And so, James Butler Hickok came from very upstanding Americans, from people who saw Black Americans as human beings when few bothered to care. On top of this, they risked their lives, and so did Bill. He was a real man. But then, we should remember that there's that other side of America, where Republicans and sell-out Democrats dwell. It's the domain of the Coward Jack McCall, the world of the back-stabbing scoundrel and the yellow-belly.

Not much is known about McCall except that he was stupid, cock-eyed, a braggart, and a drunk who had once run with some buffalo hunters, possibly in the Wyoming territory. Kind of sounds like the current president, doesn't it? McCall was from Kentucky while Hickok was from Illinois, but both men wrestled with the beast within. Hickok was a lawman with an itchy trigger-finger. We'll never know how many people Hickok killed, and it's positive we never will with McCall either.

But you know a man by his actions, and we only remember McCall because of one of his last ones when he shot Wild Bill Hickok in the back of the head for beating him at cards.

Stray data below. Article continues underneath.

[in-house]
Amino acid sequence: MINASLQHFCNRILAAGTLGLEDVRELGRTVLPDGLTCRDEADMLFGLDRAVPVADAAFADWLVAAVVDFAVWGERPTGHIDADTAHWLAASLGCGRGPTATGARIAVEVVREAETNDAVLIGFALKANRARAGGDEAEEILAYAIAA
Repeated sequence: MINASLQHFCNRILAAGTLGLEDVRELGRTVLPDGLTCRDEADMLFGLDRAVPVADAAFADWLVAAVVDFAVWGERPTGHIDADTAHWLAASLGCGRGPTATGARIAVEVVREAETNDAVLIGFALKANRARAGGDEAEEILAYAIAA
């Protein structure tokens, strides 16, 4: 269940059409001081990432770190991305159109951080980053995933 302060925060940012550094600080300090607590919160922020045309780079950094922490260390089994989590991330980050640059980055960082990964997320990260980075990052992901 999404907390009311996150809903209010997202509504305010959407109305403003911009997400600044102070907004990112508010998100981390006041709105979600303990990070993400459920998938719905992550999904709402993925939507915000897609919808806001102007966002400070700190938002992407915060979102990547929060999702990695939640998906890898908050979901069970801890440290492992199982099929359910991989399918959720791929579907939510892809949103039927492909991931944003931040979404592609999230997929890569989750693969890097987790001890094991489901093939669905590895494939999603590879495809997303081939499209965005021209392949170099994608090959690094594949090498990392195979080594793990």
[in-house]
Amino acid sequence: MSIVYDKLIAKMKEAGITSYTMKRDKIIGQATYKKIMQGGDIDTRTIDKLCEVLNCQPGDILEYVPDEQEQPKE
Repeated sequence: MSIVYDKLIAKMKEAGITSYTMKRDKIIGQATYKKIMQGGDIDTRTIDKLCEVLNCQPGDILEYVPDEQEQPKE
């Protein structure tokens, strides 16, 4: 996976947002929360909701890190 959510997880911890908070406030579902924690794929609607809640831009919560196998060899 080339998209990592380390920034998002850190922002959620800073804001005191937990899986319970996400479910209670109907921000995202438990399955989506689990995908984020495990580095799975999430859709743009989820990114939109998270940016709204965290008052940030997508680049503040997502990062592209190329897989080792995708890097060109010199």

On August 1, 1876 Wild Bill was playing cards in Nuttall and Mann’s No. 10 Saloon when one of the players dropped out and bystander Jack McCall took his place. McCall kept losing and at the end of the evening was broke. Hickok gave him money with which to buy dinner. The next day, on August 2, Hickok returned to the No. 10 and joined in a game of cards. A few hours later Jack McCall entered the bar and stopped a few paces behind Hickok. He pointed his gun at Hickok’s head, pulled the trigger and shouted, “Damn you, take that!” The gunshot instantly killed Wild Bill. McCall ran out of the saloon and attempted to escape on a horse that was tethered nearby, but the saddle had been loosened, and he fell to the ground. McCall ran down the street and hid in a butcher’s shop where he was captured by a large crowd. ("Deadwood History-JackMcCall,"